Newcomb: ‘Bloody Bloody Andrew Jackson’
By Steven Newcomb
Story Published: Jul 6, 2010
While in New York recently for the United Nations Permanent Forum on Indigenous Issues, I was invited by an American Indian friend to see the off-Broadway production “Bloody Bloody Andrew Jackson” at the Public Theatre. Written by Alex Timbers and Michael Friedman, and directed by Timbers, the play is being described as “an irreverent Wild West rock musical” that “redefines America’s seventh president, a pioneer of humble stock who invented the Democratic Party, moved Indians west, and played a kick-ass guitar.” The reviews have been quite positive and the play ran through the end of June.
>From an American Indian perspective, however, “Bloody Bloody Andrew Jackson” is a racist and dehumanizing portrayal of American Indians. It is an effort to be humorous by using and reinforcing the worst stereotypes of American Indians, and working them to great effect and laughter among the non-Indian audience. It does so by evoking the false images of Indian people that continue to permeate the mass culture of American society.
At the outset, the play portrays Jackson as a child, witnessing and experiencing his parents being killed by Indians (shot in the back with arrows). Thus, Jackson is immediately cast as a sympathetic figure in the eyes of the audience, while the Indians are framed as cold-blooded killers.
Historically, however, Jackson’s father, Andrew Jackson Sr., injured himself while lifting a log and died in 1767, at the age of 29, a month before Jackson was born. His mother also was not killed by Indians; she died of cholera while tending to wounded soldiers in the Revolutionary War. Clearly, historical accuracy was the last thing on the mind of the writers.
“Bloody Bloody Andrew Jackson” is said to be an effort to greatly entertain while drawing parallels between Jackson’s era and what’s going on today, with issues of populism, banking, the Washington elite, taxation and terrorism. In keeping with the last analogy, however, this means that the ones being associated with the issues of “terrorists” and “terrorism” are the Indians on the “frontier” who were attempting to defend their traditional lands and territories from American colonization. Jackson’s militaristic and bloody actions were his means of attempting to grow “the homeland” of the United States.
The play makes no effort to accurately contextualize what Indian nations and peoples were facing during Jackson’s era, and the script refers repeatedly to Jackson wanting to get the land “back” from the Indians. As if the Indians had taken it away from the whites to begin with, and Jackson was trying to win it back.
In another effort to be funny, the writers have “Indian” warriors (white cast members) dancing across the stage in drag, to illustrate what exactly is never made clear. Andrew Jackson captures an Indian infant as “a souvenir” of battle, and takes the child home to his wife Rachel. Later the boy comes on stage dressed in the ridiculous stereotypical attire that non-Indians associate with Indian people, and in another effort at humor Jackson mildly reprimands the child for a pastime of “scalping squirrels,” which would not meet with Rachel’s approval.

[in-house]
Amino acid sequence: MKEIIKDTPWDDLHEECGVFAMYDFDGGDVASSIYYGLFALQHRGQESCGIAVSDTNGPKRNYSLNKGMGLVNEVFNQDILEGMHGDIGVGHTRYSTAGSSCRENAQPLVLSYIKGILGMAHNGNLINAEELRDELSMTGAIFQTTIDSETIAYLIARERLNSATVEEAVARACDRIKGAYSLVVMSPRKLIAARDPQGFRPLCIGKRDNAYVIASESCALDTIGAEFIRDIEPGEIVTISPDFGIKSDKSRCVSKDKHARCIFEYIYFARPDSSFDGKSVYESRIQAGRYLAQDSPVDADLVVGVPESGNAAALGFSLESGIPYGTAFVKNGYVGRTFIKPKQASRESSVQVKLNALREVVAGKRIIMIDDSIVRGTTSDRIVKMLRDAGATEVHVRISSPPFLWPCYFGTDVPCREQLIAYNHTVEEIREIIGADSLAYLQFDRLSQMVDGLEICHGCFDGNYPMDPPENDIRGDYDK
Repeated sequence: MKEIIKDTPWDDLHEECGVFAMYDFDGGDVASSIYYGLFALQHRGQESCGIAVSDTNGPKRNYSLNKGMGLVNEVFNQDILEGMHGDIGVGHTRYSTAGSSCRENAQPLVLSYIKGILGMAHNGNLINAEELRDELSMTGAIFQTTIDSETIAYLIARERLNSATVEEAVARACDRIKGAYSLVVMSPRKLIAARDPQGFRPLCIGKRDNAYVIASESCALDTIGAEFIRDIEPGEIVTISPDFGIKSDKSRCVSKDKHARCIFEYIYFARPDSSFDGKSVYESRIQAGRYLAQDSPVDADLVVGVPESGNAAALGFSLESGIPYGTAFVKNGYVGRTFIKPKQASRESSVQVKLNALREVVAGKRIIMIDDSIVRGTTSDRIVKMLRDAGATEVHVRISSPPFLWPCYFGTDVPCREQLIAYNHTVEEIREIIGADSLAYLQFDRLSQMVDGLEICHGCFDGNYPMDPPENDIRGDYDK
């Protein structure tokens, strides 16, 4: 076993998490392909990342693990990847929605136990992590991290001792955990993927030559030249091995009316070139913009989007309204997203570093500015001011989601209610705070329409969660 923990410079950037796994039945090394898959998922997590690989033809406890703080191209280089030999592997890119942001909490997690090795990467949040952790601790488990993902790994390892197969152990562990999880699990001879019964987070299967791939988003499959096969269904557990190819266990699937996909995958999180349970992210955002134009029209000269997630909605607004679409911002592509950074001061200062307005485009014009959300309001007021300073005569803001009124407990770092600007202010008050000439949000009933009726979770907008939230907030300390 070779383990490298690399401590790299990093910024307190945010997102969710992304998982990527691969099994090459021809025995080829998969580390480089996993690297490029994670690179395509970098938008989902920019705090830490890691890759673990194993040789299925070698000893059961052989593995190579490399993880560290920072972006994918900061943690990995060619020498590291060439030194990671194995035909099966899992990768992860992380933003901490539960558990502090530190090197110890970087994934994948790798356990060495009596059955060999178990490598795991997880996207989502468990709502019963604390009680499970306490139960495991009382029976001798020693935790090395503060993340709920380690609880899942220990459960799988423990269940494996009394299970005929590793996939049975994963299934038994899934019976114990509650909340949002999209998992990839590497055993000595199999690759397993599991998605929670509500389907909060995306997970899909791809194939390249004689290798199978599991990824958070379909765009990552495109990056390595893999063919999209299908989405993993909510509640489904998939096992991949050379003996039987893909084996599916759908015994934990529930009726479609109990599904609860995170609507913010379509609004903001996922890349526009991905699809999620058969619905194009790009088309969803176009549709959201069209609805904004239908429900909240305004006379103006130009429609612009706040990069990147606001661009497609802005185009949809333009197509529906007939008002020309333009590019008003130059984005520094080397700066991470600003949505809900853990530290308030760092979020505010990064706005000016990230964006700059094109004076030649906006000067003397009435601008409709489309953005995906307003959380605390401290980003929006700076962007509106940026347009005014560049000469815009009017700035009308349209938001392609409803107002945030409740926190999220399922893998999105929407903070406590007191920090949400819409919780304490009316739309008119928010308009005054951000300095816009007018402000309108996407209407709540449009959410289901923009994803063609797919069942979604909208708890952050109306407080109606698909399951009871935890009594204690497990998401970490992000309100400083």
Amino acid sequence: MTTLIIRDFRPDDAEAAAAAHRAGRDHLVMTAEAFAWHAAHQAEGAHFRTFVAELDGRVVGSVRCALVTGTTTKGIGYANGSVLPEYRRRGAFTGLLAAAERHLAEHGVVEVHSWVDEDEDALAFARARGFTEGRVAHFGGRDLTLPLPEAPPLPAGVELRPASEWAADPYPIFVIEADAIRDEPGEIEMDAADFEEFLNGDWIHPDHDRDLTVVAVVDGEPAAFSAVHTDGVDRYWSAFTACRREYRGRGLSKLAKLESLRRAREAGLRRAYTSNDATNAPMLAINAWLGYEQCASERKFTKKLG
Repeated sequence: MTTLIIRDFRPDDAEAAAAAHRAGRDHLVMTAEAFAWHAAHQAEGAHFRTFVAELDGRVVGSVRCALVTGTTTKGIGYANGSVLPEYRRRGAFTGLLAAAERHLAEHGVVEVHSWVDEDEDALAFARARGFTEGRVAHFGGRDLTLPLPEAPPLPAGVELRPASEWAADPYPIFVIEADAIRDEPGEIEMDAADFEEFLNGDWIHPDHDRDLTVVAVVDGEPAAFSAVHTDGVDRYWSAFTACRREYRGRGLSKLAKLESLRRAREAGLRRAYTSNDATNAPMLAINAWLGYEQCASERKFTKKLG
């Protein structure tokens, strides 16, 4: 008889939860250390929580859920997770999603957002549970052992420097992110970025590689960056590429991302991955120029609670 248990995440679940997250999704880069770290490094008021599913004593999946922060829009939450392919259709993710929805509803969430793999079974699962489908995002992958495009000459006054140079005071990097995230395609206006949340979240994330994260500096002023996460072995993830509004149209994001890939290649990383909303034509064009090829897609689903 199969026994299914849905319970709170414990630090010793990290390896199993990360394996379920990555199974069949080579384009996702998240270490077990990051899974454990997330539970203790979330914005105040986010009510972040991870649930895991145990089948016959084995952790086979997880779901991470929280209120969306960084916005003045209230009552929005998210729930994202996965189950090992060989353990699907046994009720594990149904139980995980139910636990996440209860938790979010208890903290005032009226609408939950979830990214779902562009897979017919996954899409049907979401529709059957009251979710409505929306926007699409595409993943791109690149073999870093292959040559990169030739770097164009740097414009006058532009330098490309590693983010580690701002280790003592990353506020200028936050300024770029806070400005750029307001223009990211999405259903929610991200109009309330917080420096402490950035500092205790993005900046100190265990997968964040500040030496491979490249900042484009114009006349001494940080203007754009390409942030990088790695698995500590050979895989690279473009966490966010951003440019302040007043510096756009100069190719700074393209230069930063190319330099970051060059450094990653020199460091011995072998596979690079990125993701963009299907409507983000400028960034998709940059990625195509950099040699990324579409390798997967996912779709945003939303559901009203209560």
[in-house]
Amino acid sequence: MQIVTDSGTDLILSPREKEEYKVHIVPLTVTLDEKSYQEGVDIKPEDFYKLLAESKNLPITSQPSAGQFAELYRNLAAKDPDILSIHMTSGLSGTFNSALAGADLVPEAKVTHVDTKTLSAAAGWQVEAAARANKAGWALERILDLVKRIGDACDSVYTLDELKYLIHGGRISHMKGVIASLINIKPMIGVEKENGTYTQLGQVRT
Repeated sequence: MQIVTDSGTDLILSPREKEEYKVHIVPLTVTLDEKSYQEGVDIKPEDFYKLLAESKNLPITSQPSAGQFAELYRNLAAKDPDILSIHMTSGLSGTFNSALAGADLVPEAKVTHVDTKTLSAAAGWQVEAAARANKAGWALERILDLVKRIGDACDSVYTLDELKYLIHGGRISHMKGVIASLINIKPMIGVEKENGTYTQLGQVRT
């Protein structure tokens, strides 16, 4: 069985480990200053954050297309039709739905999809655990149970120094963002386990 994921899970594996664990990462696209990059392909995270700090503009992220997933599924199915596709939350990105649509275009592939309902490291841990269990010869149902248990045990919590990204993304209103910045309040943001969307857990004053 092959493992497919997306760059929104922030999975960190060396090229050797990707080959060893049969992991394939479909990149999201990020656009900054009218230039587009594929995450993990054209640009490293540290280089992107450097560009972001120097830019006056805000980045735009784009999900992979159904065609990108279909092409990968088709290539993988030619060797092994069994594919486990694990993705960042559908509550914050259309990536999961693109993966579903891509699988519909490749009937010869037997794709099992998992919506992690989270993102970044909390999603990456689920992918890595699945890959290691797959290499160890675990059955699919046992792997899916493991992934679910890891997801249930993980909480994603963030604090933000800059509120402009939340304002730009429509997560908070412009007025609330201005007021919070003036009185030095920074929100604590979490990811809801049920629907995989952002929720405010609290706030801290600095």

The play dehumanizes the Indian characters by characterizing them as stupid, and willing to sell their lands for a few blankets so long as you throw in some “dream catchers.” Having white actors in black face would be the equivalent of what Timbers and Friedman have done to American Indians in “Bloody Bloody Andrew Jackson.”
The “Battle of Horseshoe Bend” involved the slaughter of nearly 1,000 Creek Indians, most of whom had almost no weapons, other than bows and arrows. Rather than deal with this, however, the section of the play that references Horseshoe Bend simply portrays Indians as lacking in intelligence in treaty making. The play also portrays Jackson as anguished over his Indian Removal Policy, which resulted in the Trail of Tears and the deaths of thousands of Cherokee Indians. History clearly shows that Jackson was unequivocal and unwavering in his support of Indian removal to lands west of the Mississippi River.
There’s simply no getting away from the fact that the backdrop of the play is Indian lands, territories and resources, and how effective Jackson was at acquiring them for the United States by any means necessary. And perhaps this was part of the subtext that the writer and director had in mind. If it was, the point is buried beneath the confusion created by the clumsy and dehumanizing use of Indian stereotypes in the play in a bid for cheap laughs.
Steven Newcomb, who is Shawnee and Lenape, is co-founder and co-director of the Indigenous Law Institute, author of “Pagans in the Promised Land: Decoding the Doctrine of Christian Discovery,” (Fulcrum, 2008) and a columnist with Indian Country Today.